Wrap Up Video Land Rover’s Least Driven Path with the Webb Ellis Cup – Madagascar

1 minute, 55 seconds Read

The Webb Ellis Cup has completed the fourth leg of its international Trophy Tour, taking in the sights of Madagascar and coinciding with the Rugby World Cup 2015 qualifier for Africa 1. Namibia emerged the winner of the Africa Cup for the right to join New Zealand, Argentina, Tonga, and Georgia in Pool C in next year’s showpiece tournament in England.

During a three day visit to the island, where the locals have a fierce passion for the sport, Land Rover’s ‘Least Driven Path’ took the Webb Ellis Cup to places it has never been, continuing the commitment to help build excitement for Rugby World Cup 2015 around the world. The Cup journeyed out of Antananarivo to Lemurs Park where it was inquisitively watched by the country’s indigenous ring-tailed lemurs. Land Rover continued deeper into the wild Madagascan terrain to the rural community of Antongona, where the local children played Rugby in the picturesque setting and stood in awe of Rugby’s most coveted prize.

Wrap Up Video

Timothy Smart, British Ambassador to Madagascar, said: “I remember back in 1991 in the run up to the last Rugby World Cup in England, the Webb Ellis Cup came round to my school and what a great privilege it was. For it to come to Madagascar and show that Madagascar is making its mark on the world scene is incredible.”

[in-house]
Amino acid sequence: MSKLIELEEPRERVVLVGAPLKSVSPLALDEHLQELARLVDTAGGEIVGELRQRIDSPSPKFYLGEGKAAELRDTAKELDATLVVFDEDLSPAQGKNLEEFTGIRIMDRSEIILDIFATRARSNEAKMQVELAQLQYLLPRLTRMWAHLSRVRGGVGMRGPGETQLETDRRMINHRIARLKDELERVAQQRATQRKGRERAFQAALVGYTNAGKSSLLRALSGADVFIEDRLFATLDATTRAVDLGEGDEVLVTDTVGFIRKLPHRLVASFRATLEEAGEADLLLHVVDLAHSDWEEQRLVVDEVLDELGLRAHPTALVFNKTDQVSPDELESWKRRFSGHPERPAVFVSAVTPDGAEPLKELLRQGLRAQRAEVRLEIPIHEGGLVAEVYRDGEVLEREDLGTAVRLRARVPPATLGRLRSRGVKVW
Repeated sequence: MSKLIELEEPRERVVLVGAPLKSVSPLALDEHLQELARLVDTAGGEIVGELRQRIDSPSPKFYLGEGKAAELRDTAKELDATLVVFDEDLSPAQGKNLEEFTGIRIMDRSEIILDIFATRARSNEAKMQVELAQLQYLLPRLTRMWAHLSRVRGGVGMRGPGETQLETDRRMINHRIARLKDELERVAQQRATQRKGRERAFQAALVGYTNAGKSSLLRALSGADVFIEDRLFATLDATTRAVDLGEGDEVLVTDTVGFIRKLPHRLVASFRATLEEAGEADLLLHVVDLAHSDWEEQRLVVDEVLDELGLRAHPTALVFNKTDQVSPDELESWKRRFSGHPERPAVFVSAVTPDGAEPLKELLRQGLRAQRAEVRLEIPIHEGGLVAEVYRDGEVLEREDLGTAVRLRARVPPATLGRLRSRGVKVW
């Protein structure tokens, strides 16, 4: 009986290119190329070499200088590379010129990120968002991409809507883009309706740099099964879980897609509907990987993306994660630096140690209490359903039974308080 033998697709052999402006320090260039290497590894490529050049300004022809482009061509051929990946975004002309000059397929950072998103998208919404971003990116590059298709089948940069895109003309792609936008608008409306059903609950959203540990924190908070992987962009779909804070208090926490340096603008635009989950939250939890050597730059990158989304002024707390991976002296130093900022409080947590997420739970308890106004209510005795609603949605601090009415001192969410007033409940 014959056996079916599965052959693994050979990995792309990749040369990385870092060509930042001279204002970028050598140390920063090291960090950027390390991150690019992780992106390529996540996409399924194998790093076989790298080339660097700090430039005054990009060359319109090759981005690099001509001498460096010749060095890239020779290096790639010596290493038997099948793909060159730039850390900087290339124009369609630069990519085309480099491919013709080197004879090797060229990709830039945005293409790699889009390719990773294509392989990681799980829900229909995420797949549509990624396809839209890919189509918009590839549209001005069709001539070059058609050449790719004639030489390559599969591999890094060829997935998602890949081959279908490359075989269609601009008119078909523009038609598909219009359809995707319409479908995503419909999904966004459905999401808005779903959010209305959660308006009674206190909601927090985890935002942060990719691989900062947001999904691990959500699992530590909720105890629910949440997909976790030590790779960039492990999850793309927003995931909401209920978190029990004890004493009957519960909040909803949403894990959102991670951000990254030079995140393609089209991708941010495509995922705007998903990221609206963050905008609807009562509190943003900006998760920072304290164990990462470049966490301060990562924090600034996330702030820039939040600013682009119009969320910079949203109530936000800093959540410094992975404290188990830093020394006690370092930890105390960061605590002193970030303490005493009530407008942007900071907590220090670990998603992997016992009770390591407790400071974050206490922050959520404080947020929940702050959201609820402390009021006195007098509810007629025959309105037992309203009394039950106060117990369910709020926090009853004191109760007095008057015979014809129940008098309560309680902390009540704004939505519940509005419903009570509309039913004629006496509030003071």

Oregan Hoskins, Vice-Chairman of the IRB, commented: “I think when all these children grow up one day and look back on it and tell stories about how they stood next to the Webb Ellis Cup, the real Webb Ellis Cup that is going to be played for in England next year, it’s just a dream come true for them and to have the Webb Ellis Cup on this wonderful world tour is a fantastic gesture.”

Mark Cameron, Jaguar Land Rover Brand Experience Director, added: “We at Land Rover are delighted that as part of the Least Driven Path activity the iconic Webb Ellis Cup has been transported somewhere it has never been before, particularly in a country like Madagascar which is fast developing as a Rugby playing nation. The passion shown for the game, even in the most remote areas, is remarkable and we aim to continue to build on that passion around the world over the next 12 months.”

Similar Posts